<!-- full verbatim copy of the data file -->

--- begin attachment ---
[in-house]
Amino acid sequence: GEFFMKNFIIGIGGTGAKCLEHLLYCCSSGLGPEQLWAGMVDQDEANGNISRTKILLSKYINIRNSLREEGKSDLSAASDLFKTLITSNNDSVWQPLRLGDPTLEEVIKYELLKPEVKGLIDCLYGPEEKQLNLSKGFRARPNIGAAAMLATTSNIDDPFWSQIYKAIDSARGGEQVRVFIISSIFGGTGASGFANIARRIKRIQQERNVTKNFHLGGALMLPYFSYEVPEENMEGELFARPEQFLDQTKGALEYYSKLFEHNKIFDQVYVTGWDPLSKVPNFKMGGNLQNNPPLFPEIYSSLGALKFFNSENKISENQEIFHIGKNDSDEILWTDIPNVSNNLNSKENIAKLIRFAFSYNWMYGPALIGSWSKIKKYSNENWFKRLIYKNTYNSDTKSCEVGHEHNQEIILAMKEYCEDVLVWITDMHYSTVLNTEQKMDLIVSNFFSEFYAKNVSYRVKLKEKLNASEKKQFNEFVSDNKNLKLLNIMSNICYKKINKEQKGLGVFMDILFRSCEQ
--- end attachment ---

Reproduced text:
[in-house]
Amino acid sequence: GEFFMKNFIIGIGGTGAKCLEHLLYCCSSGLGPEQLWAGMVDQDEANGNISRTKILLSKYINIRNSLREEGKSDLSAASDLFKTLITSNNDSVWQPLRLGDPTLEEVIKYELLKPEVKGLIDCLYGPEEKQLNLSKGFRARPNIGAAAMLATTSNIDDPFWSQIYKAIDSARGGEQVRVFIISSIFGGTGASGFANIARRIKRIQQERNVTKNFHLGGALMLPYFSYEVPEENMEGELFARPEQFLDQTKGALEYYSKLFEHNKIFDQVYVTGWDPLSKVPNFKMGGNLQNNPPLFPEIYSSLGALKFFNSENKISENQEIFHIGKNDSDEILWTDIPNVSNNLNSKENIAKLIRFAFSYNWMYGPALIGSWSKIKKYSNENWFKRLIYKNTYNSDTKSCEVGHEHNQEIILAMKEYCEDVLVWITDMHYSTVLNTEQKMDLIVSNFFSEFYAKNVSYRVKLKEKLNASEKKQFNEFVSDNKNLKLLNIMSNICYKKINKEQKGLGVFMDILFRSCEQ